Innovating on concepts in geothermal energy production, Eavor hopes to make geothermal a viable power source anywhere in the world – rather than being reliant on the underground reservoirs typically confined to volcanic environments.
The Eavor-Loop is formed by the connection of two vertical wells at the surface and underground, with many horizontal multilateral wellbores creating a closed buried-pipe system. Such a configuration would pump water independently through a thermosiphon effect – the different density of cold and hot water would mean that the cold pushes the warm towards the surface.
The company has recently raised $40m in funding, with backing from the investment arms of BP and Chevron . Those firms bring with them expertise in the drilling and infrastructure work that’s required to make Eavor-Loop successful, but their interest in Eavor also extends to a unique proposition the startup offers: Eavor-Loop is a system with a relatively benign footprint – it takes up little space on the surface, and the system could be used to repurpose inactive well sites or decommissioned industrial facilities.
As the world moves away from oil and gas, the likes of BP and Chevron might find a future in the sorts of systems Eavor Technologies is looking to pioneer.
JP Casey: how air gen could generate electricity from thin air
Perhaps one of the most striking power investments in recent years is the so-called “air gen” system developed by researchers at the University of Massachusetts Amherst in the US. The technology, announced last February, comprises a generator that consists of a thin film made of protein nanowires, connected to a pair of electrodes. The film absorbs moisture from the atmosphere, which enables a small electrical current to pass between the electrodes, generating a current from little more than the air itself.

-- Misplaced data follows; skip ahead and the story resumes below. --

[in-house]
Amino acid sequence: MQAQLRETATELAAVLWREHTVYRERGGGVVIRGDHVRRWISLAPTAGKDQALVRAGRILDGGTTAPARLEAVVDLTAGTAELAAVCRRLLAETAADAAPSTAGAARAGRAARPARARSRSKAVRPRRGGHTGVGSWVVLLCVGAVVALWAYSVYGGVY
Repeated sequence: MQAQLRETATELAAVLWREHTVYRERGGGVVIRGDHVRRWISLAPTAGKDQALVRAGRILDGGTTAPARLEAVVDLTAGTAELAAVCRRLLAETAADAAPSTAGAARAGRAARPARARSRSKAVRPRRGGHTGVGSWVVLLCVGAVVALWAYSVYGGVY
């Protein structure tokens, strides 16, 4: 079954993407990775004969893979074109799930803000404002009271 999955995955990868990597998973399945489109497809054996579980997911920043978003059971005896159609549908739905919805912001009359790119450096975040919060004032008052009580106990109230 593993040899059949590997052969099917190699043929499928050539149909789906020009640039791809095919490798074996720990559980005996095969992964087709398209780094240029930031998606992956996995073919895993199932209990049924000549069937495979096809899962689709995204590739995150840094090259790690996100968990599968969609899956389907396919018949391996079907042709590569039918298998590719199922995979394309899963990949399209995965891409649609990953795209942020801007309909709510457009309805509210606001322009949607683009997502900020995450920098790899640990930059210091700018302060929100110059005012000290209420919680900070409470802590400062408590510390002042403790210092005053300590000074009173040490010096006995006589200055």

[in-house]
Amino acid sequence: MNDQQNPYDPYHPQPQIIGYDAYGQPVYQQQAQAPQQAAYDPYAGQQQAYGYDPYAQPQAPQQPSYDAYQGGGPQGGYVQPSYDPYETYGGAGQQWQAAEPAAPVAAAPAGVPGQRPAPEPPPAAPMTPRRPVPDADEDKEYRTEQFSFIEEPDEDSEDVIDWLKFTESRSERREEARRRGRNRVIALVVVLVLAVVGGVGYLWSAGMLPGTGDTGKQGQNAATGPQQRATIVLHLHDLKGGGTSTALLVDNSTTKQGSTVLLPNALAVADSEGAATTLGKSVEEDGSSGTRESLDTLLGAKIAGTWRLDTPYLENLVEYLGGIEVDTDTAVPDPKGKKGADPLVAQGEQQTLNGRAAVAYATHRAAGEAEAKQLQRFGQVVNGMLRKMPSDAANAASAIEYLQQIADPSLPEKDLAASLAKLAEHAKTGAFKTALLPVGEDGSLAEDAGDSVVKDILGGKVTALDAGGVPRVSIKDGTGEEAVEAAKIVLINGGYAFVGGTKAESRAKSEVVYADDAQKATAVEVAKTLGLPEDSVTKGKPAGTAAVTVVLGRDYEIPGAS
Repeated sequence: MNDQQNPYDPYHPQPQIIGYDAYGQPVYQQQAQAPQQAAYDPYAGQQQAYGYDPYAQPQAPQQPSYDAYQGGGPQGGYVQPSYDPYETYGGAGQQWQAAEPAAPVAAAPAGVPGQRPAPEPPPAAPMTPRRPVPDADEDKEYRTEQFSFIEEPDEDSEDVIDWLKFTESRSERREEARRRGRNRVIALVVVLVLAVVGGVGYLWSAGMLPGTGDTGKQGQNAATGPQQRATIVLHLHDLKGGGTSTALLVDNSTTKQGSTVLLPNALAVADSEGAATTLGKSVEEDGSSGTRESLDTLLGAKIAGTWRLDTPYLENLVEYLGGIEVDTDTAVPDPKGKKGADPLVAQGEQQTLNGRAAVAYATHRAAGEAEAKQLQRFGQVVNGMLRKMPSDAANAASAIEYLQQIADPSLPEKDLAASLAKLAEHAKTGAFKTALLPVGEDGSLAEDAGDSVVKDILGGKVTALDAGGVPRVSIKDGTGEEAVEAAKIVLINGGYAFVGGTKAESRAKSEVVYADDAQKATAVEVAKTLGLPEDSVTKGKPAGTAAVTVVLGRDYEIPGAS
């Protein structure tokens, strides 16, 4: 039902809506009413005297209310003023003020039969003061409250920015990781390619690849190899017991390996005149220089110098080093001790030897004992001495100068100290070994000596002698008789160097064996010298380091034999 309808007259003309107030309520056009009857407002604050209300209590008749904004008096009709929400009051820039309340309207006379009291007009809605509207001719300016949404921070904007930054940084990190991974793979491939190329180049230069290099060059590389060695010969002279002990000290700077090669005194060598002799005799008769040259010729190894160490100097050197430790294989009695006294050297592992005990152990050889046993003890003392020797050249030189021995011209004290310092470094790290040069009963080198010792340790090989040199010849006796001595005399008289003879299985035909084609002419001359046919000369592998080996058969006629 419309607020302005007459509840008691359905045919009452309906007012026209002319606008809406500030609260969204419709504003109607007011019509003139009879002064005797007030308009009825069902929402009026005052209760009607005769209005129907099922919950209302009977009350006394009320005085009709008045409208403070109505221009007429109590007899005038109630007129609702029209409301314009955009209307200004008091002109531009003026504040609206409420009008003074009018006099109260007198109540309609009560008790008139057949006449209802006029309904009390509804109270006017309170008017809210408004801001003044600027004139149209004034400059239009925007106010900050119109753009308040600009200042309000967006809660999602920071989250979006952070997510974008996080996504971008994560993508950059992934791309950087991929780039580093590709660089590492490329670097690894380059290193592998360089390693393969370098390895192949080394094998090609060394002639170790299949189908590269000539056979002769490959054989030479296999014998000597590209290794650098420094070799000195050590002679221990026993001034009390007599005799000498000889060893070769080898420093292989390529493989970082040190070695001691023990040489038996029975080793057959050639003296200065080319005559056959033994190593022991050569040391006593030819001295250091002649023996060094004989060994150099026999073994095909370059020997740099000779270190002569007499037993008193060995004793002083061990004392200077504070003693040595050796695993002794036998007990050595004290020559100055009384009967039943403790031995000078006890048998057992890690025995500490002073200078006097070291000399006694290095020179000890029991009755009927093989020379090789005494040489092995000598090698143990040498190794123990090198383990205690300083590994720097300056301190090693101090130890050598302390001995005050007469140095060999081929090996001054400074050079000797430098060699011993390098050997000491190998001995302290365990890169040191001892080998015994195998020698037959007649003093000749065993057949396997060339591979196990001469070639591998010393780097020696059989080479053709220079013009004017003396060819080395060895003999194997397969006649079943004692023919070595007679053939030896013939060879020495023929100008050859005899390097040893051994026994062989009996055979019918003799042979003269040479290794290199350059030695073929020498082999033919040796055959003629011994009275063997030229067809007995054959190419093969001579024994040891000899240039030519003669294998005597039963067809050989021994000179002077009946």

Electrical engineer Jun Yao, who worked on the project, declared that “we are literally making electricity out of thin air. The air gen generates clean energy 24/7”.
The process also boasts a number of advantages over other renewable power systems, such as wind and solar power, as its effectiveness is not limited by the environmental conditions in which it is placed. The production of electricity is not hampered by cloud cover, weak tidal forces, or low wind speeds. Furthermore, the researchers demonstrated the effectiveness of the system indoors, raising the prospect of an entirely renewable energy source that can be deployed anywhere in the world.
However, the geobacter microbe, which produces the protein nanowires in the generator, was only discovered 30 years ago. Its characteristics in relation to large-scale laboratory work are relatively unknown, compared to more well-established chemical processes such as those involved in solar power.
A 2019 report co-authored by Derek Lovley, who first discovered geobacter and worked on the air gen research, noted that laboratory conditions could impede or accelerate the growth of electrically conductive pili.
These pili are the connectors required to form the electrical circuit at the core of the technology, the altered growth of which could lead to a “more than million-fold range in nanowire conductivity”. Such a vast margin for error poses a significant challenge to attempts to scale-up and formalise the technology for use at an industrial scale.